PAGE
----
She spent much of her twenties travelling and it was in Rome, in November 1847, that she met Sidney Herbert, the younger son of the Earl of Pembroke, and so began a lifelong friendship that was to prove so important to her work.

In 1853 Florence began her nursing career as the superintendent of a women’s hospital in London but it was the outbreak of war in the Crimea in 1854, and reports of horrendous conditions endured by sick and injured soldiers, that propelled Florence into spotlight.

With the support of Sidney Herbert, the minister for war, Florence Nightingale led a group of nurses to the Crimea and so began her campaign to improve conditions at Scutari hospital. Her work, alongside the work of a government Sanitary Commission, transformed the survival rates for the soldiers treated at Scutari.

Accounts of her work in her own words and the words of others are held here at the Wiltshire & Swindon History Centre and form part of the Pembroke archive (WSA 2057). There are two series of correspondence and documents – 2057/F4 and 2057/F8 – which include letters sent by Florence to Sidney Herbert and others.

In a letter written from Scutari in January 1856 (WSA 2057/F4/64), Florence attempts to explain to “dear Mr Bracebridge” how she will use the money given to the newly established Nightingale Fund.
“The people of England say to me by their subscriptions ‘We trust you, we wish you to do us a service’. No love or confidence can be shown to a human being greater than this – and as such I accept it gratefully…”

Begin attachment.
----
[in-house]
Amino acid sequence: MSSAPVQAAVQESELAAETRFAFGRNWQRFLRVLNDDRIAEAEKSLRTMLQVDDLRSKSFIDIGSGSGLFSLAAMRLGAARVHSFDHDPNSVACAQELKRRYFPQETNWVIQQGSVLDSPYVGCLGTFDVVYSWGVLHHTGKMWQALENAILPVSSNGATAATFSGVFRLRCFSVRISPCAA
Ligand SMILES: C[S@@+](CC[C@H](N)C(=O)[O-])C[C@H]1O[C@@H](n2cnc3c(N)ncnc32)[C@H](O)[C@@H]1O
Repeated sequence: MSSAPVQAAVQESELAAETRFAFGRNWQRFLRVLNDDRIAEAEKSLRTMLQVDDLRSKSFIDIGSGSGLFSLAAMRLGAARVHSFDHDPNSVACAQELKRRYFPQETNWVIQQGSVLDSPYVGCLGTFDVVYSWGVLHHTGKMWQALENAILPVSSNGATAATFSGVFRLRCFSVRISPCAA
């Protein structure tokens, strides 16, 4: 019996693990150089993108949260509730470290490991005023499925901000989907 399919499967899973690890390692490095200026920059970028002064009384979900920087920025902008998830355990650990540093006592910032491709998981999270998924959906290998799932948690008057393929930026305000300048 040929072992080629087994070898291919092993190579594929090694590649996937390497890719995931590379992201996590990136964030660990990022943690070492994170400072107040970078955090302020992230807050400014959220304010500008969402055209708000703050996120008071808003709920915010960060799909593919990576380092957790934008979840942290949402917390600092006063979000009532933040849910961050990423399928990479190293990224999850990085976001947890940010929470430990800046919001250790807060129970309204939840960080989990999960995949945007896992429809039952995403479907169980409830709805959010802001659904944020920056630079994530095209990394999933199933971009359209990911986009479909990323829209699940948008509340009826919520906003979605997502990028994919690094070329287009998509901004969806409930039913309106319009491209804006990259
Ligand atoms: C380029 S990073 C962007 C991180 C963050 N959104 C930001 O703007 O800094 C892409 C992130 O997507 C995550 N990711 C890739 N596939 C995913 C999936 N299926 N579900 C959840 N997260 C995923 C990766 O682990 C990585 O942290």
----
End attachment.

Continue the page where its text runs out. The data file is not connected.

She goes on to say: “And if I have a plan in me, which is not battered out by the constant ‘wear and tear’ of mind and body I am now undergoing, it would be simply this – to take the poorest and least organised hospital & putting myself in there, see what I could do…”.
She concludes that she is “overwhelmed at present not with plans but work.” And adds that she wishes she could say “how much I feel the love & confidence of the people of England, in whose service I have lived, so I shall die.”

Florence’s work, and that of her nurses, had made headline news in Britain and the public began giving money for a gift honouring her efforts, but so much money was given that the Nightingale Fund was created, with her friend and support Sidney Herbert its honorary secretary.

Florence’s uncertainty about the details of what to do with the fund did not last long and in July 1860 the first school of nursing was opened at St Thomas’s Hospital in London. As well as transforming and professionalising the training of nurses, Florence also influenced the design of new hospitals, introducing the eponymous Nightingale Wards.